Eight Tips for Scaling Social Customer Support

David Armano noted in a recent Harvard Business Review post on social business that listening to conversations is a valuable step but only the beginning:

“The true opportunity lies in scaling and operationalizing “social”.”

Online customer support is one of the key trends confronting companies as they embrace social business and look to interact with their consumers online. The growth of social customer support is being driven by three key factors: increased uptake of social media broadly; highly visible success stories from other companies and an expectation of two-way interaction in social channels.

As social support grows in reach and popularity, companies are facing the conundrum of how to successfully scale. How do you deal with an environment where an unlimited number of people may look to you for swift, helpful service?

Here are eight pointers for scaling your customer support:

1. Shift from reactive to proactive + reactive

Listening and reacting isn’t enough. Edelman’s Trust Barometer shows that search engines are the #1 source of information about companies for informed consumers. So, win the search battle. Mine your support records for the most common support requests (through both online and traditional channels) and create searchable resources to address those queries.

These resources could be blog posts, knowledge base articles, videos, graphics, whatever (more on that later in this post) — just make sure they’re in the language of your customers, not in business jargon, and that people can link directly to them.

2. Triage

My apologies to the purists out there who think everyone should be treated equally, but if one person could cause a major issue for your company while another is lower-profile, I’m going to prioritize accordingly. Is that ideal? No. Is that completely egalitarian? No. Is it practical and realistic? You bet.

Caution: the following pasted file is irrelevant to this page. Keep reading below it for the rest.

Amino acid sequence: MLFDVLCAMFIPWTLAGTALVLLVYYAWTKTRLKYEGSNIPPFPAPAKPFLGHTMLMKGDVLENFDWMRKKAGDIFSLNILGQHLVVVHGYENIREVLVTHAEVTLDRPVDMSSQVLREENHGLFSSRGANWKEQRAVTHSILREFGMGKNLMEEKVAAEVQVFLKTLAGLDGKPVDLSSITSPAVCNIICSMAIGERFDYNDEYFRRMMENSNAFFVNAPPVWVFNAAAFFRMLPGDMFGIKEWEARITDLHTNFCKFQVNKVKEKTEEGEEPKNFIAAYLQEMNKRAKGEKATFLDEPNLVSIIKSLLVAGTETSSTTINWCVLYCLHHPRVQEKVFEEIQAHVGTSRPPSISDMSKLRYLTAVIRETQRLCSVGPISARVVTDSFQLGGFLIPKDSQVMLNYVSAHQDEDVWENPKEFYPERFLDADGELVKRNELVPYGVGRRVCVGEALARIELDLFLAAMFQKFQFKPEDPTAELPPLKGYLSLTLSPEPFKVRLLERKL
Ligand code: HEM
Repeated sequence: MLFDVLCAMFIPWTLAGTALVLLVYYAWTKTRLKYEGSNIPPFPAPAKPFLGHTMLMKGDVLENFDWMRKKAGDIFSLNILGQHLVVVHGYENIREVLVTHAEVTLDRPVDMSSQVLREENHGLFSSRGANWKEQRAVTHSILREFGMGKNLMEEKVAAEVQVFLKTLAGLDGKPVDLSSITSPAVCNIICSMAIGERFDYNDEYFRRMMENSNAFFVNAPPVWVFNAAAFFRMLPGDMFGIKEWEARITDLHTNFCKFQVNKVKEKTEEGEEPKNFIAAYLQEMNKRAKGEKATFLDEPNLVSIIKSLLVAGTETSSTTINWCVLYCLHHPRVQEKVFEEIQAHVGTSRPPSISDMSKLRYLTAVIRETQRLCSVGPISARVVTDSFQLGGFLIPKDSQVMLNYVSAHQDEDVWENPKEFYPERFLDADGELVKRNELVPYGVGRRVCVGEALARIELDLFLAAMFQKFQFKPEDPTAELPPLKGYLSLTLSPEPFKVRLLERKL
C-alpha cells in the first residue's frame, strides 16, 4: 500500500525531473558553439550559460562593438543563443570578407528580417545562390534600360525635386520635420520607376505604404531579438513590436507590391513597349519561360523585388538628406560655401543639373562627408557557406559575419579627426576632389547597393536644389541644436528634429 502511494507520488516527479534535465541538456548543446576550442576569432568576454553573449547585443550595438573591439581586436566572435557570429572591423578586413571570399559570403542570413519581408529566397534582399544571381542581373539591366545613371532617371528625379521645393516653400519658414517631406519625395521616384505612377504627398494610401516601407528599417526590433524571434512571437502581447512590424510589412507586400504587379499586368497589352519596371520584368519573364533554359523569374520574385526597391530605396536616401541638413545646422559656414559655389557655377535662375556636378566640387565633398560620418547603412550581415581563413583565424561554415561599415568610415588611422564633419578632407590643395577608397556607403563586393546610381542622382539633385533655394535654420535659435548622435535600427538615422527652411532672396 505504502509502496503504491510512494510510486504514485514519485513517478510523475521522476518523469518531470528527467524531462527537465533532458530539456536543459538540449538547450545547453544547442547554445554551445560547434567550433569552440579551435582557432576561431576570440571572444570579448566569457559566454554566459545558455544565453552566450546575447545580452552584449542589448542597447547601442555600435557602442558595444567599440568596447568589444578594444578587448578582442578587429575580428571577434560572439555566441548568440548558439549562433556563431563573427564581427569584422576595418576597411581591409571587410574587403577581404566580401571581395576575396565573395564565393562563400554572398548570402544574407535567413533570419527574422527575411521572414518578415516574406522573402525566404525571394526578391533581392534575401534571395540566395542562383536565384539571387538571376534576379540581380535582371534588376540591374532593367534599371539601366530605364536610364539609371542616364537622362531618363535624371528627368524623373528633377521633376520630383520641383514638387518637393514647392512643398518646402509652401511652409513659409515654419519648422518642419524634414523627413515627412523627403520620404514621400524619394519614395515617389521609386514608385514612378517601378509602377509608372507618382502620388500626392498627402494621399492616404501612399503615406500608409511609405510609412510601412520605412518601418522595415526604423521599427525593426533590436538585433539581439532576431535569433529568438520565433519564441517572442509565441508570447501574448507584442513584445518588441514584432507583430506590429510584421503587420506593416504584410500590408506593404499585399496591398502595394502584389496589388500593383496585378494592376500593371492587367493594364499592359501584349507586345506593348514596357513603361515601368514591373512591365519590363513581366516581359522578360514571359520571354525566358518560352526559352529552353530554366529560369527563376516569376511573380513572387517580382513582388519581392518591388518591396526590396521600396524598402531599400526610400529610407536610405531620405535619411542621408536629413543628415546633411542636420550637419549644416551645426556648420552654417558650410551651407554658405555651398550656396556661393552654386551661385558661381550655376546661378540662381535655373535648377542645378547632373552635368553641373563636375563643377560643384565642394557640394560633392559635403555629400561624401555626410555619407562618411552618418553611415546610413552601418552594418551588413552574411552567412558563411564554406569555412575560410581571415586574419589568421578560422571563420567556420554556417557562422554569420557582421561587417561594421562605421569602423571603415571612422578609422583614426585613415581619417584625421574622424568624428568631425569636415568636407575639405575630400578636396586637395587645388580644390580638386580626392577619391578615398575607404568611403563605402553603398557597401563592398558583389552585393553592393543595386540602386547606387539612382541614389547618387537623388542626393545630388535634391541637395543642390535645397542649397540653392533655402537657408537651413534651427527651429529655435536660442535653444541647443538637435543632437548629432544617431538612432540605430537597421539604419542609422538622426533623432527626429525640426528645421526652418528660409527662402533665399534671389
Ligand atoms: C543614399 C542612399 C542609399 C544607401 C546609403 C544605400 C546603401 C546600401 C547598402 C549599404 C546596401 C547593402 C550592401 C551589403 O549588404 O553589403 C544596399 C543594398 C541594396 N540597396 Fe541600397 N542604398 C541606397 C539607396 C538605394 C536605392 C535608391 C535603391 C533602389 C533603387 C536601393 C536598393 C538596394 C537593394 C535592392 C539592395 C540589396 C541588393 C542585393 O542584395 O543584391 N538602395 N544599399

This means setting out your criteria for triage ahead of time. If you have tiered support in other channels you may already have some of this. Consider:

  • Relative influence
  • Severity of issue
  • Spread of issue
  • …etc.

3. Respond publicly when possible

The natural inclination for many companies is to take negative chatter offline ASAP. There are a couple of pitfalls to this approach:

  1. The Internet doesn’t forget — others will be able to see the complaint, but no resolution
  2. Other people with the same problem won’t benefit from the solution

There are many cases where you will have to take a conversation offline due to privacy needs around personal information, or due to legal regulations. Where those things aren’t the case, though, responding to concerns publicly accomplishes two things:

  1. Allows anyone watching to see your company being responsive to an issue (improves your reputation)
  2. The one:many nature of the Internet means that other people with that same issue can see the solution (scales your response)

4. Help customers to help customers

Companies like AT&T (rated highly for social support by Forrester) and BlackBerry (disclosure: client) have been successful at developing highly active support forums where customers interact with and help each other. While the company can step in and address unanswered questions, this solution means that many queries are addressed without any involvement from the company.

5. Build an army of advocates

Your social media activities will naturally let you identify your most active users and your biggest fans. Don’t ignore this potential; create programs to cultivate and build relationships with these people, empower them to become your ambassadors and reward them for doing so.

6. Know your customer

Different people have different preferences for how to receive service; this leads both to tailored interactions with people and to the development of different support mechanisms to suit their needs. People who are pressed for time and just want to get the answer with no frills may prefer quick step-by-step how-tos, for example, while others look for more social interaction and conversation. If you can, take the time (and/or money) to do the research to identify those needs.

Social CRM is a buzz term right now, but even if you’re not ready to go to that extent, there are plenty of tools that let you view your past interactions with people online and begin to move in that direction.